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Too Big to Comply

posted by Alan White

Treasury released a detailed  report for the HAMP mortgage modification program today, for the first time rating the major banks and servicers on a variety of metrics.  Worst in three of four categories was BankofAmerica.  BofA, along with Wells Fargo and Chase, will have payments from Treasury suspended until their compliance under the HAMP contracts improves.  The report provides a trove of statistical confirmation of what homeowners, counselors and legal aid lawyers around the US are experiencing - temporary agreements that never become permanent, servicers losing and misrecording borrower information, and not communicating effectively with homeowners about applications and decisions. 

Apart from the failures of the big three banks, HAMP is improving in some ways, but still not reaching enough homeowners.  Only 30,000 HAMP modifications are being added each month, while new foreclosure starts hover around the 150,000 to 200,000 per month level.  The number of temporary modifications in limbo past the 3-month program limit before becoming permanent is way down, except at the big three banks, which now account for half of all temporary mods passing their six month mark.  Last month's report also showed that reperformance is improved:  even after 12 months fewer than 20% of HAMP modified mortgages were back in default, a far cry from the 60% to 70% failure rates of the industry modifications done in 2007 and 2008. 

The retooling of BofA's servicing shop so far does not appear to have produced much improvement.  With the housing market in a double-dip, and foreclosures stubbornly refusing to abate, it may be time for Treasury to face up to the deleterious consequences of the massive concentration in the mortgage industry.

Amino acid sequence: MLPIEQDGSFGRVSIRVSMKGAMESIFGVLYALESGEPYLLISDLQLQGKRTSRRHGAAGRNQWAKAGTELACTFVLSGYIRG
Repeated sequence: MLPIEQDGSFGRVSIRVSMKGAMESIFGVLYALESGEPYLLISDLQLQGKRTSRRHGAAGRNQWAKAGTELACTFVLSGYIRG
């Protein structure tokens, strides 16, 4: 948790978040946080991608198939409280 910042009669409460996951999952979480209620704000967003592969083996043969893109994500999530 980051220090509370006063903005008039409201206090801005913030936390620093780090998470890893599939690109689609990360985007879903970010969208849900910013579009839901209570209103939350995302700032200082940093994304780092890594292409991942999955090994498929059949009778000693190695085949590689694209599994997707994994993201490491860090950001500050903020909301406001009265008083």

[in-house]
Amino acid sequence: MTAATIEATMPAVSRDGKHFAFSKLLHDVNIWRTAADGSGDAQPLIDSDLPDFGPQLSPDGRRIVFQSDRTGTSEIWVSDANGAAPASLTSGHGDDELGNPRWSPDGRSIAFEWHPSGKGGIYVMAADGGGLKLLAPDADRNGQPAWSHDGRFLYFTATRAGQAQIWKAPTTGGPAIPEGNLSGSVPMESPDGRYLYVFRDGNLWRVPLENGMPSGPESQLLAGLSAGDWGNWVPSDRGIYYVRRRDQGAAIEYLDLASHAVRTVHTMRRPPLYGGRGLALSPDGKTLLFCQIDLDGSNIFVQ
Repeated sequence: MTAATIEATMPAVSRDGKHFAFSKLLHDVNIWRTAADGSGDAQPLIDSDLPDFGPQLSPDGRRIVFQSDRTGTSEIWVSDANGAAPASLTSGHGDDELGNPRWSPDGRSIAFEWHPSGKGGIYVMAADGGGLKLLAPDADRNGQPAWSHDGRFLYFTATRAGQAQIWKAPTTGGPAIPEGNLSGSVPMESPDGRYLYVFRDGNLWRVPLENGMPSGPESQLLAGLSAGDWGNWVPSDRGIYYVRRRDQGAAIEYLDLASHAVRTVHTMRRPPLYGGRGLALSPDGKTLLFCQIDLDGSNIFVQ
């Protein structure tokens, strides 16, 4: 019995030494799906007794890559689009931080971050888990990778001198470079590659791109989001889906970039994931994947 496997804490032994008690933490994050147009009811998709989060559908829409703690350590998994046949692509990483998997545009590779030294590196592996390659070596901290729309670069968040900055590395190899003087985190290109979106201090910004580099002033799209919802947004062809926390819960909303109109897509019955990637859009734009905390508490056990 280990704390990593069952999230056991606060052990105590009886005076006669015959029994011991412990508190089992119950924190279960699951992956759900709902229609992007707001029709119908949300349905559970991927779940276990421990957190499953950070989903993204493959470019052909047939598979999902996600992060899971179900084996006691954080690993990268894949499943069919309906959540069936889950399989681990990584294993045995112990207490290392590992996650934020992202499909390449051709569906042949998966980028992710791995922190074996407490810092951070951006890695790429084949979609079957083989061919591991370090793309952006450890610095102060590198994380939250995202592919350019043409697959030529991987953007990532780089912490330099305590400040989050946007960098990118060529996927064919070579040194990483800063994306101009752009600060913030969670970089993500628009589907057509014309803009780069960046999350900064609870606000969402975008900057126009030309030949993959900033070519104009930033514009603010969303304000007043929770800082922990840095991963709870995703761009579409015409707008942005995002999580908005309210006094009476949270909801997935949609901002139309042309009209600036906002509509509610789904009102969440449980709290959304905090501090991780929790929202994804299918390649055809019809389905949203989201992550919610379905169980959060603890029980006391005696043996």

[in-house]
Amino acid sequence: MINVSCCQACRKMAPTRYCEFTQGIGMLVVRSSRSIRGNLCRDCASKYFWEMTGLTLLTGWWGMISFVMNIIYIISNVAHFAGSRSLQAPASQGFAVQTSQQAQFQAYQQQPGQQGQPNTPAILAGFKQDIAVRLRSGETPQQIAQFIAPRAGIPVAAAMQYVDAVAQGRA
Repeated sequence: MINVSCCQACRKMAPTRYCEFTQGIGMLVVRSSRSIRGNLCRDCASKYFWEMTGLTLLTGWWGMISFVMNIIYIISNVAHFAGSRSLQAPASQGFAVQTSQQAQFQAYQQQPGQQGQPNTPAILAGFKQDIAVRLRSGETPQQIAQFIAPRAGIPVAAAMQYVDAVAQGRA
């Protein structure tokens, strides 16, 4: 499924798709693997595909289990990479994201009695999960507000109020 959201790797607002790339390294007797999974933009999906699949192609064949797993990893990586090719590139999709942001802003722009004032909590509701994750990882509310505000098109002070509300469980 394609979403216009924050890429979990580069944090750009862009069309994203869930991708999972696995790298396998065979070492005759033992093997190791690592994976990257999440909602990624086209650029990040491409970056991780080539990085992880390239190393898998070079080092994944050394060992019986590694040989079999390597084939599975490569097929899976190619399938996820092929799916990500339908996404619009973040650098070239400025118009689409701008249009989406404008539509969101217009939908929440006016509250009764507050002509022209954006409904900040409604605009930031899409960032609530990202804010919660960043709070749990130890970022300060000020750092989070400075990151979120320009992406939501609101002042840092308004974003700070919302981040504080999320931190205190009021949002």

It will also be interesting to see what steps, if any, our nationalized-but-still-imagining-themselves-as-private GSE's might take.  Treasury's sanctions don't cover the GSE loans that are being maladministered by the big banks.  Will Fannie and Freddie follow Treasury's lead?


Due respect, Professor, but I've been watching this song and dance in one version or another for 10 years now. Why do people think that servicers are going to VOLUNTARILY change their business platform?

Until something more substantial than anything that can be written off as a "cost of doing business" tax is stapled to someone's forehead this is going to be the norm for the foreseeable future.

For dog's sake, Ocwen just purchased Litton... That is just simply so poetic I've been laughing since the announcement. Not that it's actually funny. It's not. It's absolutely disgusting. Paul Koches and Larry Jr. and Sr. The only thing that would make that alliance any more unholy is if Tom Basmajian crawled out from whatever rock he's been under.

But until/unless those in control of things decide to quit parroting Robin William's "Stop or I'll say stop again." punchline from Live at the Met, this is what the U.S market and homeowners is in for. At least case law is beginning to catch up. That will at least help those who can still afford legal counsel.

I'm waiting for B of A's "Mouths of Sauron" to start saying, "We can't process these mods and short sales because the mortgage insurers are making demands that render it all unfeasible." Then the insurers will say, "But the MBS pools aren't signing off, so how do you expect us to?" And then they all point fingers at one another while the regulators stand and watch and the loans go down the drain. "Thou cant not say I did it; never shake thy gory locks at me."

Really - "The retooling of BofA's servicing shop so far does not appear to have produced much improvement."


Why retool what was operating as designed? Just because some ineffectual collection of government minions declares it should be so does not mean it will be - and it hasn't and won't be.

He who has the gold still makes the rules.

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